Synlett 2019; 30(01): 104-108
DOI: 10.1055/s-0037-1611342
letter
© Georg Thieme Verlag Stuttgart · New York

Synthesis of Naphthoic Acids as Potential Anticancer Agents

Lorraine M. Deck*
a  Department of Chemistry and Chemical Biology, University of New Mexico, Albuquerque, NM 87131, USA   Email: ldeck@unm.edu
,
Jacob A. Greenberg
a  Department of Chemistry and Chemical Biology, University of New Mexico, Albuquerque, NM 87131, USA   Email: ldeck@unm.edu
,
Lisa J. Whalen
a  Department of Chemistry and Chemical Biology, University of New Mexico, Albuquerque, NM 87131, USA   Email: ldeck@unm.edu
,
David L. Vander Jagt
b  Department of Biochemistry and Molecular Biology, University of New Mexico School of Medicine, Albuquerque, NM 87131, USA
,
Robert E. Royer
b  Department of Biochemistry and Molecular Biology, University of New Mexico School of Medicine, Albuquerque, NM 87131, USA
› Author Affiliations
Further Information

Publication History

Received: 12 September 2018

Accepted after revision: 02 November 2018

Publication Date:
03 December 2018 (online)

Abstract

As part of ongoing research to investigate structural requirements for lactate dehydrogenase inhibition by highly substituted naphthoic acids, nine new aryl-substituted dihydroxynaphthoic acids were synthesized from three known precursors. Described here are efficient preparations of the 1-naphthoic acid target compounds by using Suzuki coupling reactions, formylations, oxidations, and demethylations. Lactate dehydrogenase inhibition studies conducted with five of the compounds revealed values of the inhibitory constant K i in the low micromolar range.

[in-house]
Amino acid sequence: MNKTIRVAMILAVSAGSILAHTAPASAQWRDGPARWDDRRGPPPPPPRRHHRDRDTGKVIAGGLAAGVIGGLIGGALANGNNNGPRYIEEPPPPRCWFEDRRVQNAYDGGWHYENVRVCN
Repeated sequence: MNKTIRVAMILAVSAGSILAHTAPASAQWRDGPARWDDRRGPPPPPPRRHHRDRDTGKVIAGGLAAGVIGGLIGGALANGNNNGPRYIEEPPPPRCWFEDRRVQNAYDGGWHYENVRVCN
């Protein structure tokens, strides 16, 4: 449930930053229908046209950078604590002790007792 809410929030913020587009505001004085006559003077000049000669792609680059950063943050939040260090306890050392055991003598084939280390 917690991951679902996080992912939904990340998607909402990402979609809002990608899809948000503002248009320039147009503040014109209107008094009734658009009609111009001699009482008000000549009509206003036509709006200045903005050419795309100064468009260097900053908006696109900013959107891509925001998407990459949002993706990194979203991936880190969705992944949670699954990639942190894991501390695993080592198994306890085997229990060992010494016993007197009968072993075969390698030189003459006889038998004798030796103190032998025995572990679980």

Supporting Information

 
  • References and Notes

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  • 37 Naphthalenes 12a–e; General Procedure Bromide 11 was combined with the appropriate arylboronic acid in EtOH. K3PO4, TBAB, PdCl2, and H2O were added, and the mixture was stirred at r.t. or heated until the starting material was completely consumed (TLC). The mixture was filtered through a small pad of silica gel, eluting with EtOAc, and the filtrate was washed with 1 M aq NaOH. The organic phase was separated, washed with sat. aq NaCl, then dried (MgSO4) and filtered. The solvent was evaporated to give a crude product, which was purified chromatographically. 2,3-dimethoxy-7-methyl-6-phenyl-1-propylnaphthalene (12a) White crystals; yield: 60%; mp 111–113 °C. 1H NMR (300 MHz, CDCl3): δ = 7.81 (s, 1 H, NaH8), 7.63 (s, 1 H, NaH5), 7.45 (m, 5 H, ArH2, ArH3, ArH4, ArH5, ArH6), 7.07 (s, 1 H, NaH4), 3.98 (s, 3 H, OCH3), 3.94 (s, 3 H, OCH3), 3.12 (t, J = 7.9 Hz, 2 H, NaCH2), 2.46 (s, 3 H, NaCH3), 1.78 (sextet, J = 7.5 Hz, 2 H, C-CH2-C), 1.15 (t, J = 7.3 Hz, 3 H, CH3). 13C NMR (75 MHz, CDCl3): δ = 152.1 (NaC3), 147.1 (NaC2), 142.2, 140.0, 131.6, 130.2, 130.1, 129.5 (ArC3H, ArC5H), 128.2 (ArC2H, ArC6H), 128.0, 127.6, 126.9, 124.7 (NaC1), 105.3 (NaC4H), 61.2 (OCH3), 55.6 (OCH3), 27.9 (NaCH2), 24.2 (CH2), 21.5 (NaCH3), 14.8 (CH3). HRMS (EI): m/z [M + H]+ calcd for C22H25O2: 321.1855; found: 321.1849.